What of the second-to last promise?have we yet ?[brought] freedom to others?? Iraq now has democratic institutions and a native force at least somewhat equipped to defend and uphold them. But the single time Obama invoked ?freedom? last night, it was once again in terms of future fulfillment. ?As the leader of the free world, America will do more than just defeat on the battlefield those who offer hatred and destruction?we will also lead among those who are willing to work together to expand freedom and opportunity for all people.? While the chaos of 2006 and 2007 has now diminished to the low growl of random attacks and pervasive fear, violence continues?one week ago, coordinated attacks in thirteen cities across the country killed nearly sixty Iraqis. And as for their primary institution of political freedom, the Council of Representatives of Iraq, its seat of power has been glaringly empty for six months?an emptiness not lost on Obama last night: ?I encourage Iraq?s leaders to move forward with a sense of urgency to form an inclusive government that is just, representative, and accountable to the Iraqi people.? To Bush?s statement that we would bring freedom to others, Obama offered nothing but more good faith and hope: ?Iraq has the opportunity to embrace a new destiny,? and when at some point a government does form there, ?the Iraqi people will have a strong partner in the United States.?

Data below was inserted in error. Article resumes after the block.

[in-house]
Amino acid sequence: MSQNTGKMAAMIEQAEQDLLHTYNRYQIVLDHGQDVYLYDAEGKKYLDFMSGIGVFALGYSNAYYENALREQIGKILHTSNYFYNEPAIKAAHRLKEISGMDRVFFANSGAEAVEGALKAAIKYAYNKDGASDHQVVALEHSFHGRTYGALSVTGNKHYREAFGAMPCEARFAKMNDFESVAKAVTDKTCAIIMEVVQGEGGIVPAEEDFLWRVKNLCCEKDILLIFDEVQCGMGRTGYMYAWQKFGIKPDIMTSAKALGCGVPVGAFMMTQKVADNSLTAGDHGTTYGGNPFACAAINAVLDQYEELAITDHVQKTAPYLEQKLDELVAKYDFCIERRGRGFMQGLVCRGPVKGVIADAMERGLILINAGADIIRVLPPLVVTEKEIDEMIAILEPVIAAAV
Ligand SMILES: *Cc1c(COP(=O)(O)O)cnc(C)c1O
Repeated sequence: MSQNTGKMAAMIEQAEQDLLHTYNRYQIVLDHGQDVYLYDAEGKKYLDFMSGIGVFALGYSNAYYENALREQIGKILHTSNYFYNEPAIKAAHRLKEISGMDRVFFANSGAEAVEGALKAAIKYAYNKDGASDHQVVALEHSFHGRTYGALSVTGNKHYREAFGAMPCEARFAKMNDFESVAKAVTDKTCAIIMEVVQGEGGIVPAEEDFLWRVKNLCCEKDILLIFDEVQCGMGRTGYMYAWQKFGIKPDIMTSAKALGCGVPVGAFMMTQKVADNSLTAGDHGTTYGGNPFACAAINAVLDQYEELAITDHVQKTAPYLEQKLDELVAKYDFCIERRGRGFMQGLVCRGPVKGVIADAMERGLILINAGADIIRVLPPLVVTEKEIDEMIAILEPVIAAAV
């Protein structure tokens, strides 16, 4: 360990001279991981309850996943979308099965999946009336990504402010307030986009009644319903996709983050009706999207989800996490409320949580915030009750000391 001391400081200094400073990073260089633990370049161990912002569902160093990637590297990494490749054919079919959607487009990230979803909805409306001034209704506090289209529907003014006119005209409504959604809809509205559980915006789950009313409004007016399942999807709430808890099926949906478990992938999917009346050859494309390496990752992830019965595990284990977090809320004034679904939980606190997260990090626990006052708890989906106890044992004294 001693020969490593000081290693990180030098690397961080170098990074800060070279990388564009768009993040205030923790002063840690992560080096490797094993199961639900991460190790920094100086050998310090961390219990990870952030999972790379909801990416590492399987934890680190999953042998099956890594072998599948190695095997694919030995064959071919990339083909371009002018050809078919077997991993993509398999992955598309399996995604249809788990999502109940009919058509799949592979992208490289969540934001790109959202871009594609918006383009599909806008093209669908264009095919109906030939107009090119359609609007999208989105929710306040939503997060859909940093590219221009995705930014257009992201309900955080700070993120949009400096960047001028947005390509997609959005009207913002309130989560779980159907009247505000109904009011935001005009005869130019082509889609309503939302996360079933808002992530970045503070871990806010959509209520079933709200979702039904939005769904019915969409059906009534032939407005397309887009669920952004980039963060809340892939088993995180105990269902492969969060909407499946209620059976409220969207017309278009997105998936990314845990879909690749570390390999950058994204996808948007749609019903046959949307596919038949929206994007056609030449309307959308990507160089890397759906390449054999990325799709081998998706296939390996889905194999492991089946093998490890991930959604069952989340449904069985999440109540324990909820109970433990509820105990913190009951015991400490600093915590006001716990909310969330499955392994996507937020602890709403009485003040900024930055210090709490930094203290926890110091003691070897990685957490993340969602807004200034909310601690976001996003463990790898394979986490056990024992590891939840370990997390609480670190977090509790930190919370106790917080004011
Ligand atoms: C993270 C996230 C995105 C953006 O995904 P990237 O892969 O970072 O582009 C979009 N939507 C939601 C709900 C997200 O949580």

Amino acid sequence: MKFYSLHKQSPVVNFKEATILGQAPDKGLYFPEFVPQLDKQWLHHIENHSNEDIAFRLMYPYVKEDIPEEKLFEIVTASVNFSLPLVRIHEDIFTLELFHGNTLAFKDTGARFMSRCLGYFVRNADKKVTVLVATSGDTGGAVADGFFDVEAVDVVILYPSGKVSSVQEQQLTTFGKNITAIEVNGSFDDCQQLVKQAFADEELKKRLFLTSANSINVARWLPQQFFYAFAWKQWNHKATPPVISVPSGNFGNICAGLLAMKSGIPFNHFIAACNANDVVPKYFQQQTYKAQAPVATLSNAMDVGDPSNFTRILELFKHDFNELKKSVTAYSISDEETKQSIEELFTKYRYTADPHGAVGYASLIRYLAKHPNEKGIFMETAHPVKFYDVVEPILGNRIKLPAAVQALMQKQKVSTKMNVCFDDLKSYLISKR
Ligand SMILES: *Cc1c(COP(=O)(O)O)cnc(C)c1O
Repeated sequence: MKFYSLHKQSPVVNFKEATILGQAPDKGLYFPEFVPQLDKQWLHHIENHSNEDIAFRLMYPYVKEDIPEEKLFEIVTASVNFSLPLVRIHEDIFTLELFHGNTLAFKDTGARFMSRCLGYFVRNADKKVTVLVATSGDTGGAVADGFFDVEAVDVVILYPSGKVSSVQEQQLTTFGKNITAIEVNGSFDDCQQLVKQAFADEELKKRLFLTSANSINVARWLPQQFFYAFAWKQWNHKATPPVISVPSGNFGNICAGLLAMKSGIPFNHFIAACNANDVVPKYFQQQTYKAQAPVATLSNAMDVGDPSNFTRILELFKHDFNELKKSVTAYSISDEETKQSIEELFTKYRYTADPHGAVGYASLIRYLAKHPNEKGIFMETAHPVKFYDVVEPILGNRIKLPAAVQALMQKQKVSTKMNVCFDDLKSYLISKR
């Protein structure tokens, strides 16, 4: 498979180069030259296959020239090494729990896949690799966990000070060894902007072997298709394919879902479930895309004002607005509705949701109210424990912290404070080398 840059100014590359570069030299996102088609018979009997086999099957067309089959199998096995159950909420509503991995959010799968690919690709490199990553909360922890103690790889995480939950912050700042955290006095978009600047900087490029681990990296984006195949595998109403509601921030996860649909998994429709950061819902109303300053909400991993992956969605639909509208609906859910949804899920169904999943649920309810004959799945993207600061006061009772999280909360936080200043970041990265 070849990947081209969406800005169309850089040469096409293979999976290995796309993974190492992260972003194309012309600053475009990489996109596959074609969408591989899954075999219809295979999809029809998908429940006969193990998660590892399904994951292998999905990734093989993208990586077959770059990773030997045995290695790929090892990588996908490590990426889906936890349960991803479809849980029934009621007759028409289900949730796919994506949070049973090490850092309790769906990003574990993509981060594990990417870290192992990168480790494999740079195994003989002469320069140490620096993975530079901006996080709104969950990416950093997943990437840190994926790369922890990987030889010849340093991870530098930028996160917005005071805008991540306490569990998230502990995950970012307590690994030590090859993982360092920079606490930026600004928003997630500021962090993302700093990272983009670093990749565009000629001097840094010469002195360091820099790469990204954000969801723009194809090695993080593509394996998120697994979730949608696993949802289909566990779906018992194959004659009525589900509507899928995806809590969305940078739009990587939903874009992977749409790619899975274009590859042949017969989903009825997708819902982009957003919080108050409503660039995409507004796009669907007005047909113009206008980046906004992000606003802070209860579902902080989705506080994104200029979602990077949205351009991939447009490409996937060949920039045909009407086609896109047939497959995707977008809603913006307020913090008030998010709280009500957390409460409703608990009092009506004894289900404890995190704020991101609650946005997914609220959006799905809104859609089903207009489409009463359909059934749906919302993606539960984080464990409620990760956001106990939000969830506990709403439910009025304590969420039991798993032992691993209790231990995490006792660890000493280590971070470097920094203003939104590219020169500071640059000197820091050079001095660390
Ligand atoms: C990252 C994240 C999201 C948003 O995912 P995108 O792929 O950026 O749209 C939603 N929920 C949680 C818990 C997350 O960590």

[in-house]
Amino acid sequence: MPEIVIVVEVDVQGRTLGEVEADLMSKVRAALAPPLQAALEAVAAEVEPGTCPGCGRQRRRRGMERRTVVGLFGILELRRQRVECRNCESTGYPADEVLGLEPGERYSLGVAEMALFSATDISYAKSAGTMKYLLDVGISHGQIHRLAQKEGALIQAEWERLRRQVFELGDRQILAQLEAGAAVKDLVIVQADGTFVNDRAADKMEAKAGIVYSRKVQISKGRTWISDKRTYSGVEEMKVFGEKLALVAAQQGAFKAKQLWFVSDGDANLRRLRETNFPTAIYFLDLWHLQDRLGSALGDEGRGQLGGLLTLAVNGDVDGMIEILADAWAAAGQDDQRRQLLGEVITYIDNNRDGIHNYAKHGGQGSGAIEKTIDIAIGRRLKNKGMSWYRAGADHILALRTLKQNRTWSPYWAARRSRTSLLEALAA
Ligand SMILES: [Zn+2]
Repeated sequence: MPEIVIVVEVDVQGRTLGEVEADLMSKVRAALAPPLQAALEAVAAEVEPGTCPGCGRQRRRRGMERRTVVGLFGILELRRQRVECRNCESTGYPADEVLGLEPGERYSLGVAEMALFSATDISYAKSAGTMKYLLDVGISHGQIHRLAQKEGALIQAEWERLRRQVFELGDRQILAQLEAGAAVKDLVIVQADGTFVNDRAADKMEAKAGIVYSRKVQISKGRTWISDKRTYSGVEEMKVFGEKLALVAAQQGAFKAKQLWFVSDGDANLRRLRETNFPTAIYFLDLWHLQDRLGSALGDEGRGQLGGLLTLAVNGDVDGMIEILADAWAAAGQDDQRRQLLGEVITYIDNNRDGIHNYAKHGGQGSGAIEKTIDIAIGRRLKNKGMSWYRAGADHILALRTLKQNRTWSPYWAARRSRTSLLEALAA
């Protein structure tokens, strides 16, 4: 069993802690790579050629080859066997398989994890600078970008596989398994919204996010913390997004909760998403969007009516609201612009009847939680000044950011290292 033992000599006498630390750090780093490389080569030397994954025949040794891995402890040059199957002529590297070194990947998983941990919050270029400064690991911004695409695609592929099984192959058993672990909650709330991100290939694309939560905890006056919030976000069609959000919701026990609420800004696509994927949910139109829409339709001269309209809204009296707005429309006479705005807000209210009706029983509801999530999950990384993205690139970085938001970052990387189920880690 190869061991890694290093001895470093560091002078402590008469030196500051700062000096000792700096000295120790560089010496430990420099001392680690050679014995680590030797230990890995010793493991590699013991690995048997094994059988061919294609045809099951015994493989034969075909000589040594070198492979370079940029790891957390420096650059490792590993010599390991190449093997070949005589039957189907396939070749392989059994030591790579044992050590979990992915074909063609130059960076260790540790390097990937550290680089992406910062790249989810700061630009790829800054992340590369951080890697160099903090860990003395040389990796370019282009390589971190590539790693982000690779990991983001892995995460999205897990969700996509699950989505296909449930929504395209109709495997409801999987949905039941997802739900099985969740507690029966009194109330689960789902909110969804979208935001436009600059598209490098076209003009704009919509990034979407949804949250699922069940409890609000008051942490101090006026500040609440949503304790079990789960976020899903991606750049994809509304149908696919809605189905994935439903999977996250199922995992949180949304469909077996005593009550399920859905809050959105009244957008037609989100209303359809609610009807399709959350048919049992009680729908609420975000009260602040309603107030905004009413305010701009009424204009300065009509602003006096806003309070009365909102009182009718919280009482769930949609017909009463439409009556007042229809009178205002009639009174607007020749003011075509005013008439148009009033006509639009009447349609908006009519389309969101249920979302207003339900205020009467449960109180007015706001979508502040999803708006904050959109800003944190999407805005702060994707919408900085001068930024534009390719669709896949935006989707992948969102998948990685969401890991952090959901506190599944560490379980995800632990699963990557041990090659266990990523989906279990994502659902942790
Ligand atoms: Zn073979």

To some, the above assessments of Iraq?s problems might seem excessively grim. Despite lingering security issues, despite the failures of basic public services, despite the missing government, despite unresolved questions over oil in Kurdish territory, there are ways in which life is better in Iraq now. (I’m neither morally brave enough nor emotionally callous enough to weigh political freedom against the hundreds of thousands of Iraqis dead from violence since 2003 on Justice’s cosmic scales.) But Obama?s guarded answer to Bush?s final prediction??we will prevail??gets at the real reason why we should avoid celebrating the end of American combat operations in Iraq. True, Obama eloquently exalted American soldiers, as any president would:
Those Americans gave their lives for the values that have lived in the hearts of our people for over two centuries. Along with nearly 1.5 million Americans who have served in Iraq, they fought in a faraway place for people they never knew. They stared into the darkest of human creations?war?and helped the Iraqi people seek the light of peace.